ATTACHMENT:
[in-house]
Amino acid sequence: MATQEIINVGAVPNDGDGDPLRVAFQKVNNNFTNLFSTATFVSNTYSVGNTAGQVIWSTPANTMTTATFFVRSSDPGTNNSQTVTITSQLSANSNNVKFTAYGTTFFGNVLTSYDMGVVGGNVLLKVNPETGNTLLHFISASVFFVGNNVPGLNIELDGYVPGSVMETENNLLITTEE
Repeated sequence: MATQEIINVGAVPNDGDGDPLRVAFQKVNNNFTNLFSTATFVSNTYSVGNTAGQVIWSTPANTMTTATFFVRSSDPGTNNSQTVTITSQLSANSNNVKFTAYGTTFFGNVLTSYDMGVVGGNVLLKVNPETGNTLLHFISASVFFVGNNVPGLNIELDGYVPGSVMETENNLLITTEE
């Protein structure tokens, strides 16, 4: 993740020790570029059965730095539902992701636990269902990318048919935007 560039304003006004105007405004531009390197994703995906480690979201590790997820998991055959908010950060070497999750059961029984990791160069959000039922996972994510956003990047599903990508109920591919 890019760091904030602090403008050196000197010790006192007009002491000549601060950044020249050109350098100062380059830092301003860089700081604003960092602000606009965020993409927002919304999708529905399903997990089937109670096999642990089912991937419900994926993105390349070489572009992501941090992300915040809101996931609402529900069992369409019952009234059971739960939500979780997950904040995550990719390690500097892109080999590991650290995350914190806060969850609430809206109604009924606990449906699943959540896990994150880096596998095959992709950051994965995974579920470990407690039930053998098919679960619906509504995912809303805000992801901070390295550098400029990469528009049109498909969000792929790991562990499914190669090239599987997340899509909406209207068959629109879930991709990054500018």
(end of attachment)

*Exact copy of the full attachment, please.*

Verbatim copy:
[in-house]
Amino acid sequence: MATQEIINVGAVPNDGDGDPLRVAFQKVNNNFTNLFSTATFVSNTYSVGNTAGQVIWSTPANTMTTATFFVRSSDPGTNNSQTVTITSQLSANSNNVKFTAYGTTFFGNVLTSYDMGVVGGNVLLKVNPETGNTLLHFISASVFFVGNNVPGLNIELDGYVPGSVMETENNLLITTEE
Repeated sequence: MATQEIINVGAVPNDGDGDPLRVAFQKVNNNFTNLFSTATFVSNTYSVGNTAGQVIWSTPANTMTTATFFVRSSDPGTNNSQTVTITSQLSANSNNVKFTAYGTTFFGNVLTSYDMGVVGGNVLLKVNPETGNTLLHFISASVFFVGNNVPGLNIELDGYVPGSVMETENNLLITTEE
């Protein structure tokens, strides 16, 4: 993740020790570029059965730095539902992701636990269902990318048919935007 560039304003006004105007405004531009390197994703995906480690979201590790997820998991055959908010950060070497999750059961029984990791160069959000039922996972994510956003990047599903990508109920591919 890019760091904030602090403008050196000197010790006192007009002491000549601060950044020249050109350098100062380059830092301003860089700081604003960092602000606009965020993409927002919304999708529905399903997990089937109670096999642990089912991937419900994926993105390349070489572009992501941090992300915040809101996931609402529900069992369409019952009234059971739960939500979780997950904040995550990719390690500097892109080999590991650290995350914190806060969850609430809206109604009924606990449906699943959540896990994150880096596998095959992709950051994965995974579920470990407690039930053998098919679960619906509504995912809303805000992801901070390295550098400029990469528009049109498909969000792929790991562990499914190669090239599987997340899509909406209207068959629109879930991709990054500018």